Friday, March 7, 2008

But wait, Mom is still working on those Independent Living Skills

Ah, those Independent Living Skills our kids need to be self-sufficient. There is no surer way to bring on anxiety than to look at the list of skills that our children with special needs should master before they move out of the house and into a supported living situation.

At the Families Transition Series meeting I attended last week, we received a hand-out of Independent Living Skills that children need to work on to make the transition from living at home to living on their own (with supports). When we received this list, my friend sitting next to me commented that her daughter in college still has not mastered the entire list. It’s a useful list not only for children with disabilities, but also for all adolescents and young adults.

Taking a closer look at the list today, I see that there are a few items that I haven’t mastered yet, either – at least not all the time. I have read that for women, going through midlife is somewhat similar to experiencing adolescence, so maybe we moms need a refresher course on Independent Living Skills, too.

So, here is an annotated sampling of the items on the Independent Living Skills handout we received, with comments on how both Sayer and I are doing on building these skills.


Personal Care:
Gets adequate sleep
- Sayer aces this one; thank you gods of somnia.

Eats nutritious meals
- Carol needs to work on this (what food group is a Luna bar?).

Personal Safety
Says “NO” to others when appropriate
- This is an “emerging” skill for Sayer.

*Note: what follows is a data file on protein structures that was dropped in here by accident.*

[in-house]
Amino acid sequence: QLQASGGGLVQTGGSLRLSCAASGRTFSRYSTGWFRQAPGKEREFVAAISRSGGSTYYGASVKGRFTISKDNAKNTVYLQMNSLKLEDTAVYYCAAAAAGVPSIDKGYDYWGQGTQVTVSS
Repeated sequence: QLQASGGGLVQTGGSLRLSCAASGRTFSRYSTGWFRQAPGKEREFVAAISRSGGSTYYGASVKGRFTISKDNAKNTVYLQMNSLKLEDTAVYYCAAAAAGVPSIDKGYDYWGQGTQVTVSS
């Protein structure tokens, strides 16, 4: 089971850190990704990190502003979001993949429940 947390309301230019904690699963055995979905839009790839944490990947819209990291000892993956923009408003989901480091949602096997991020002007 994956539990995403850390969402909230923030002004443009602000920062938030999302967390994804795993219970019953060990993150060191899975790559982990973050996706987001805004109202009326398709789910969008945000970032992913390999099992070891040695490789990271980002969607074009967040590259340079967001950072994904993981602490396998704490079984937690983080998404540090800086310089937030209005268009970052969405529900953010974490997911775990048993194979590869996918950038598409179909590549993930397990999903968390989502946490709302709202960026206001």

Knows five people to contact for help
-Carol can do this; you gotta have friends .

Social Skills
Leaves other people’s things alone
- Sayer knows to leave his brother’s Nintendo DS alone (or else, but that's another story).

Recognize other people’s needs and makes room for them
- Carol does this, sometimes too much!

Meal Preparation
Shops for food
- Sayer helps Dad with this; exposure to Trader Joe’ is a good first step.

Cooks simple meals
Carol can do this, emphasis on simple.

Allowances & Money Management
Budgets money
-Sayer is just now working on coin recognition, a building block.

Comparison shops
-Carol does this on-line - who knew this was a valuable skill!

Emotional Maturity
Recognizes other people’s feelings
- This is one of Sayer’s goals at school; he’s got “sad” and "mad" down pat.

Knows how to nurture self
- Carol knows how; implementation is sporadic.

Expression of Anger
Recognize signs of anger in self before “blowing up”
- Sayer is using a “Five-point” scale to identify his escalating emotions.

Knows how to express anger constructively
- Again, Carol knows how, implementation is sporadic.

For a full copy of the list without snarky comments, contact Darla Helt, Coordinator, at the Clark County Parent Coalition. And try to fit in a bubble bath - you'll get points for personal care AND nurturing yourself!


Anonymous said...

Hello Carol, I had a busy week with my son being sick (and missing his own party at school), but.......I finally had a chance to get on the computre and try to add a blog comment. Thanks for your directions. Can I count it as a Life Skill accomplishment for the week? I haven't gotten much else done....... Pam, age 49, mom to Geoffrey, age 20

Carol Solow Freedman said...


Yes, of course posting a comment counts as a Life Skill. Some days just getting one's shoes and socks on is an accomplishment!


mona said...

Its fun to see myself in your comments...a bit odd...thanks for help in posting a comment...always love adding new skills to MY list!